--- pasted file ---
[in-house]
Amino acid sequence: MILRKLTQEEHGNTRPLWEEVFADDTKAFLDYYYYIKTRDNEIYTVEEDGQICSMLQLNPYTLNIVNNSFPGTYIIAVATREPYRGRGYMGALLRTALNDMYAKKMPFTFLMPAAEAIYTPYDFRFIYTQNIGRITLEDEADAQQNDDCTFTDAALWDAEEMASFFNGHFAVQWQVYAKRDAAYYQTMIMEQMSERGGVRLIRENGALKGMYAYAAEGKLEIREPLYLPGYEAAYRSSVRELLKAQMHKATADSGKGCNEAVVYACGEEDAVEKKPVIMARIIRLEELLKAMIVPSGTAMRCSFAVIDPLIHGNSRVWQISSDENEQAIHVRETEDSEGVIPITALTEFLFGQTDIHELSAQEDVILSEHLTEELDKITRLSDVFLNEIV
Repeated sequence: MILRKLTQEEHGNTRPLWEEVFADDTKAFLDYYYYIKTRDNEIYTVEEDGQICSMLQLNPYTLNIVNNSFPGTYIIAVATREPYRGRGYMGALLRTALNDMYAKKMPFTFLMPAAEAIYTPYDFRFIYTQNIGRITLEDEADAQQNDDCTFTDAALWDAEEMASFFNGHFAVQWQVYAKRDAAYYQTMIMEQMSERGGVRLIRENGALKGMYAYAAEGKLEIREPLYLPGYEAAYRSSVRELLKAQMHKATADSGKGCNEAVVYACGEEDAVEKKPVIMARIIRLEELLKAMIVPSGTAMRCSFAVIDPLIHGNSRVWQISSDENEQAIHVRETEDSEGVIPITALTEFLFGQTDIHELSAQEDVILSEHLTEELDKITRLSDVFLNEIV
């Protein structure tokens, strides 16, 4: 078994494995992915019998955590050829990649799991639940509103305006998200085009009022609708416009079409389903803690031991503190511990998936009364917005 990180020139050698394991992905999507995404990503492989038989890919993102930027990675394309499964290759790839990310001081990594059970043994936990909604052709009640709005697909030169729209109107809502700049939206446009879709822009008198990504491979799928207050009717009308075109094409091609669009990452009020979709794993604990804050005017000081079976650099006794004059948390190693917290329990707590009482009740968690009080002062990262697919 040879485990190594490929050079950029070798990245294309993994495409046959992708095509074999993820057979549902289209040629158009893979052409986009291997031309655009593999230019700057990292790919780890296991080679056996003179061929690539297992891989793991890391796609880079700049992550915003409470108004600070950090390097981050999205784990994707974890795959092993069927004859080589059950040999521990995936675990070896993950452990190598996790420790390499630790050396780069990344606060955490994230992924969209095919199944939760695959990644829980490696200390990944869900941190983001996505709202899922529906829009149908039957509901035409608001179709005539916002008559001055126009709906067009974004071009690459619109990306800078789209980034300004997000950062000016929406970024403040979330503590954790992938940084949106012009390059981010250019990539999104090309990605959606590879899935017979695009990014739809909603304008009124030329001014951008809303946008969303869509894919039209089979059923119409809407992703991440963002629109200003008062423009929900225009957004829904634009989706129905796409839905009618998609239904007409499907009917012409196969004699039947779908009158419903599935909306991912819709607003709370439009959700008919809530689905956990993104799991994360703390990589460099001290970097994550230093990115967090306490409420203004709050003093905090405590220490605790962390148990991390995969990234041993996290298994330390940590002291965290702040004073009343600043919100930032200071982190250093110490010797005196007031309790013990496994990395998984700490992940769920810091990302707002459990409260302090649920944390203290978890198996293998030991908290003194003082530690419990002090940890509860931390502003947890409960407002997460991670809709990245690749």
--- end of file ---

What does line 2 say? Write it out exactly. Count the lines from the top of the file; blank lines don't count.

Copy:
Amino acid sequence: MILRKLTQEEHGNTRPLWEEVFADDTKAFLDYYYYIKTRDNEIYTVEEDGQICSMLQLNPYTLNIVNNSFPGTYIIAVATREPYRGRGYMGALLRTALNDMYAKKMPFTFLMPAAEAIYTPYDFRFIYTQNIGRITLEDEADAQQNDDCTFTDAALWDAEEMASFFNGHFAVQWQVYAKRDAAYYQTMIMEQMSERGGVRLIRENGALKGMYAYAAEGKLEIREPLYLPGYEAAYRSSVRELLKAQMHKATADSGKGCNEAVVYACGEEDAVEKKPVIMARIIRLEELLKAMIVPSGTAMRCSFAVIDPLIHGNSRVWQISSDENEQAIHVRETEDSEGVIPITALTEFLFGQTDIHELSAQEDVILSEHLTEELDKITRLSDVFLNEIV